It was in 1961 when the first industrial robot made its entrance into an automotive plant in New Jersey (US). A mechanical arm used for loading and unloading die-cast components developed by two robotics pioneers, Joe Engelberger and George Devol. It was a revolution: robots made it possible to automate complex operations and, at the same time, to relieve humans from performing dangerous tasks. But not only that. It was from that moment that manufacturing began to be associated with the concept of “flexibility.”
Unlike traditional industrial units designed to perform a single operation at a time, the use of robots allows for agile and rapid changes in “what” and “how” to produce. Thus, initiating the first of the great transformations that, in the years to come, will change the face of the factory, culminating in today’s Smart Factory on which Industry 4.0 is based.
When the first robots begin to populate manufacturing plants, we are in the midst of the Third Industrial Revolution. This is the period that follows an initial phase of development of the manufacturing system that took place at the end of the 18th century and was marked by the birth of the steam engine and the mechanization of production. The Second Industrial Revolution, on the other hand, began in 1870 with the introduction of electricity and mass production and continued until the 1950s and the advent of industrial robotics.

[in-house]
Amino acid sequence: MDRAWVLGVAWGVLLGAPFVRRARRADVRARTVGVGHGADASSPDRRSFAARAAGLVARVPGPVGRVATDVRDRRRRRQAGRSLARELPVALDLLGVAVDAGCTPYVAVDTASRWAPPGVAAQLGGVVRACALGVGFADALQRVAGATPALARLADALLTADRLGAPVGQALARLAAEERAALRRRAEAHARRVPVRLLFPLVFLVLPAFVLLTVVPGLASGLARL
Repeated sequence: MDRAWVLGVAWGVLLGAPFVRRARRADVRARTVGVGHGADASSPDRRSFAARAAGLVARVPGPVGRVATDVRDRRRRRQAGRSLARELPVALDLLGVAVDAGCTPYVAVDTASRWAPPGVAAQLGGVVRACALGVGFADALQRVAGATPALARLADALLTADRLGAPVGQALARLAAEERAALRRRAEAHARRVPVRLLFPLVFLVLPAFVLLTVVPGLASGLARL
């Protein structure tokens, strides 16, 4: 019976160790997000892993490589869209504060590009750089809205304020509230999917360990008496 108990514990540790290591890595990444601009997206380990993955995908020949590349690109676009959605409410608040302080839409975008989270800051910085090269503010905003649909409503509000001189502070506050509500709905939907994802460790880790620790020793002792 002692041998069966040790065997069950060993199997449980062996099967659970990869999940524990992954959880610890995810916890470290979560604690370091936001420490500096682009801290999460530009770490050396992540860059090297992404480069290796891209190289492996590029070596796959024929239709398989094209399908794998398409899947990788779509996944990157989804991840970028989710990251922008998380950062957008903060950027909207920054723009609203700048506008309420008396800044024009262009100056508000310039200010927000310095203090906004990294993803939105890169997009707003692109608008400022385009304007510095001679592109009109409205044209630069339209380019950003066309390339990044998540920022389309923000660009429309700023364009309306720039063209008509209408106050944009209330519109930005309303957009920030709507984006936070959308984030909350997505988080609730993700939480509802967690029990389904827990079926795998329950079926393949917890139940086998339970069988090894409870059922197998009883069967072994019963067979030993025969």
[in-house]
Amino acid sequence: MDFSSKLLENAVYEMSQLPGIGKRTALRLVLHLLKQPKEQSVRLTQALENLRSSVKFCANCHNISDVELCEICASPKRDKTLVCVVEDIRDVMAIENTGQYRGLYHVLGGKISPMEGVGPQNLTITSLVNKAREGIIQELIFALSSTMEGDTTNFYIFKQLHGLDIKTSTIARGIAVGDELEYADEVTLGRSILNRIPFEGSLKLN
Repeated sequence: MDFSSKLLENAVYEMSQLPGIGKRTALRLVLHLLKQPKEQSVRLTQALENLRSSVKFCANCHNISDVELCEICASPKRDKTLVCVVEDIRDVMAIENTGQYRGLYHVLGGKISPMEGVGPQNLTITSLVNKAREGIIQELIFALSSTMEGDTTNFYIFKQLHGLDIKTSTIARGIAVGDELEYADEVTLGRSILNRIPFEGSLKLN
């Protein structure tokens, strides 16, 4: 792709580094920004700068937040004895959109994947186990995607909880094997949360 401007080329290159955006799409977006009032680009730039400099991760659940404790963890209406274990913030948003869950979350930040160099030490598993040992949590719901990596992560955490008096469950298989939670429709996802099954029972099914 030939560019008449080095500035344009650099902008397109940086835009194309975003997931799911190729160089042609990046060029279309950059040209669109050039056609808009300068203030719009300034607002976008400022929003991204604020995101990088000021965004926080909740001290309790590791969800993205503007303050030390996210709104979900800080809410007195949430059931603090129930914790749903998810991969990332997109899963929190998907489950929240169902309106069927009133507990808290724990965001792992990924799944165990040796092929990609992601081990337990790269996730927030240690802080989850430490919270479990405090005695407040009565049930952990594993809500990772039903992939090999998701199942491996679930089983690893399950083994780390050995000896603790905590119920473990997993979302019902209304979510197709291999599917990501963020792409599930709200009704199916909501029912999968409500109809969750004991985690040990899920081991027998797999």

Witness and protagonist of the stages that led to the construction of the modern factory was Comau, an Italian company and world leader in the design of advanced industrial automation solutions.
After just a decade, at the beginning of the 1970s, the workshop changed its face again: robotics is perfected with the arrival of electric servo motors and microprocessors, which allow for the exchange and processing of information between machines. The integration of robotic solutions in car body welding lines makes the automotive sector more efficient. It is at that time that Comau launches RoboGate, the first working line in the world on which different bodies can be machined in order to produce, with the same system, several car models. Subsequently, in the early 1980s, Comau developed the so-called FMS (Flexible Manufacturing Systems), flexible manufacturing systems based on linked machining centers that allow the production of different components. Flexibility becomes a key asset for large-scale manufacturing.